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Farrell C‐JL, Giannoutsos J. Int J Lab Hematol. 2022;44:497-503.
Wrong blood in tube (WBIT) errors can result in serious diagnostic and treatment errors, but may go unrecognized by clinical staff. In this study, machine learning was used to identify potential WBIT errors which were then compared to manual review by laboratory staff. The machine learning models showed higher accuracy, sensitivity, and specificity compared to manual review. 
Abraham P, Augey L, Duclos A, et al. J Patient Saf. 2021;17:e615-e621.
Patient misidentification errors are common and potentially catastrophic. Patient identification incidents reported in one hospital were examined to identify errors and contributory factors. Of the 293 reported incidents, the most common errors were missing wristbands, wrong charts or notes in files, administrative issues, and wrong labeling. The most frequent contributory factors include absence of patient identity control, patient transfer, and emergency context.
Nelson K. Clin Dermatol. 2014;32:542-4.
This commentary reveals insights from a physician who was involved in a misidentified specimen incident. The author explains how the organization performed a root cause analysis to determine safety gaps in specimen handling processes and recommends four key steps to prevent errors.
Seferian EG, Jamal S, Clark K, et al. BMJ Qual Saf. 2014;23:690-7.
This quality improvement initiative used human factors approaches including failure mode and effect analysis, event review, and root cause analysis to successfully reduce the rate of specimen mislabeling in an inpatient setting. This study highlights the importance of re-examining longstanding work processes to augment safety.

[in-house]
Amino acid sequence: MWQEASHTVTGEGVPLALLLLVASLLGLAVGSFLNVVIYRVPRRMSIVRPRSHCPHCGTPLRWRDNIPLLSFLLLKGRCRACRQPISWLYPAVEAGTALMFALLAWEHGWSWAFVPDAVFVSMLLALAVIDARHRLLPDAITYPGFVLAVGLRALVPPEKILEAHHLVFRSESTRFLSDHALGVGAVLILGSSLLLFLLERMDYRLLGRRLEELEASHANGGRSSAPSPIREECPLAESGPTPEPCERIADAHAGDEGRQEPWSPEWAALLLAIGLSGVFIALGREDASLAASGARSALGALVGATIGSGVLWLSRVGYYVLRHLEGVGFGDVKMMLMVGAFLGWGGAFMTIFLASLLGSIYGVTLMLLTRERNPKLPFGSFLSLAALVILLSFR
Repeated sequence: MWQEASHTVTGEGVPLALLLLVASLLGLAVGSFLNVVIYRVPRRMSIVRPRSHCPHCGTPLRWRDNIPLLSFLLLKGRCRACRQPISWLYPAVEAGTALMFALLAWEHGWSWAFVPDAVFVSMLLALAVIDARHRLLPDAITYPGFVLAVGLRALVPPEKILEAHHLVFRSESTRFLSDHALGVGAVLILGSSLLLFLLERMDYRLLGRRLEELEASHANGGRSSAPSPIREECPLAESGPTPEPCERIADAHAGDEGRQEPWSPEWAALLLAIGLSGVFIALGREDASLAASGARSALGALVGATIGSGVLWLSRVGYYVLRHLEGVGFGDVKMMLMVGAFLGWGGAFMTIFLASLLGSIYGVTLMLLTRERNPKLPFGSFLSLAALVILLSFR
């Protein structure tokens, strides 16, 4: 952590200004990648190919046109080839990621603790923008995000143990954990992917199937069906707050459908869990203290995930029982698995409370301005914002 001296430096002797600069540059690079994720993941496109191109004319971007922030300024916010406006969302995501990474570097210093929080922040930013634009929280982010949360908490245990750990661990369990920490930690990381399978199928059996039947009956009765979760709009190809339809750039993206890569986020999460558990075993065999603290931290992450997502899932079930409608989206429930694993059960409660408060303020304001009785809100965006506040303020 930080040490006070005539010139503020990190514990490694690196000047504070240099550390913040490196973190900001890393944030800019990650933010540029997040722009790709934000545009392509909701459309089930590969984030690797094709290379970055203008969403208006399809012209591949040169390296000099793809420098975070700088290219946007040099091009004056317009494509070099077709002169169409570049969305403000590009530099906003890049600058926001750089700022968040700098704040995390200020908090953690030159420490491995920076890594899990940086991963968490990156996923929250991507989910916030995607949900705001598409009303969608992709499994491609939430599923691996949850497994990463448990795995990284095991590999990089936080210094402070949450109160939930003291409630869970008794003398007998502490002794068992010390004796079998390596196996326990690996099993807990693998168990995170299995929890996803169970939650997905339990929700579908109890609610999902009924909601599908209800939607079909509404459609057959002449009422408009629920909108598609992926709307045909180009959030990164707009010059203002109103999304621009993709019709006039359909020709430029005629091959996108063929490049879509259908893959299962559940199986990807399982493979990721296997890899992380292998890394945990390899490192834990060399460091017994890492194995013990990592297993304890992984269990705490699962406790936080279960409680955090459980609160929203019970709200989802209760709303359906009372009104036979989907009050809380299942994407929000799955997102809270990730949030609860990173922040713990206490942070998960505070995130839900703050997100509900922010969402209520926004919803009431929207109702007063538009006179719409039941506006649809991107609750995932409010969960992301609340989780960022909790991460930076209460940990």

Salinas M, López-Garrigós M, Lillo R, et al. Clin Biochem. 2013;46:1767-9.
Although electronic test ordering resulted in fewer patient identification errors in a clinical laboratory, significant variability in error rates between centers remained, emphasizing the continued effect of human behavior on interventions.
Snydman LK, Harubin B, Kumar S, et al. Am J Med Qual. 2012;27:147-53.
This article uses data from a large database of voluntarily reported errors to characterize errors in laboratory medicine. Most errors occurred at the preanalytic phase (before the specimen arrived in the laboratory), with many errors arising from misidentification of specimens. The vast majority of the more than 30,000 errors analyzed did not lead to patient harm. A pathology misidentification error that resulted in disclosure of an incorrect diagnosis to a patient is discussed in this AHRQ WebM&M commentary.
Cohen MR, Smetzer JL. Hosp Pharm. 2010;45.
This monthly column highlights an initiative to introduce safer device connectors to prevent spinal and epidural medications from being delivered intravenously, discusses the value of independent double-checks, and shares thoughts on the 35th anniversary of this column.
Cohen MR, Smetzer JL. Hosp Pharm. 2009;44:1062-1065.
This monthly column reports on an error involving products with similar names (quinine and quinidine) and discusses the Anesthesia Patient Safety Foundation's recommendations for safe use of patient-controlled analgesia.
Cohen MR, Smetzer JL. Hosp Pharm. 2009;44:847-853.
This monthly selection reports on two pediatric deaths due to severe hyponatremia following postoperative fluid administration. Errors involving a missing dose clarification request, a related near miss, and medication name confusion are also described.
Cohen MR.
This monthly error report analysis includes examples of miscommunication regarding medication allergy, incorrect dosing of opiates, and misplacement of a medication patch in an automated dispensing cabinet.
Cohen MR.
This monthly selection of reports discusses an error involving the routing of a printed label in the pharmacy, describes examples of drug name confusion, and highlights an obscure drug concentration change.
Saufl NM. J Perianesth Nurs. 2009;24:114-8.
This commentary provides background on the development of the Joint Commission's 2009 National Patient Safety Goals and summarizes the goals set for the hospital environment.
Cohen MR; Smetzer JL.
This monthly selection of medication error reports includes information about the risks of cutting medication patches, describes examples of drug name confusion, and explains the importance of indicating the purpose for the medication on prescriptions.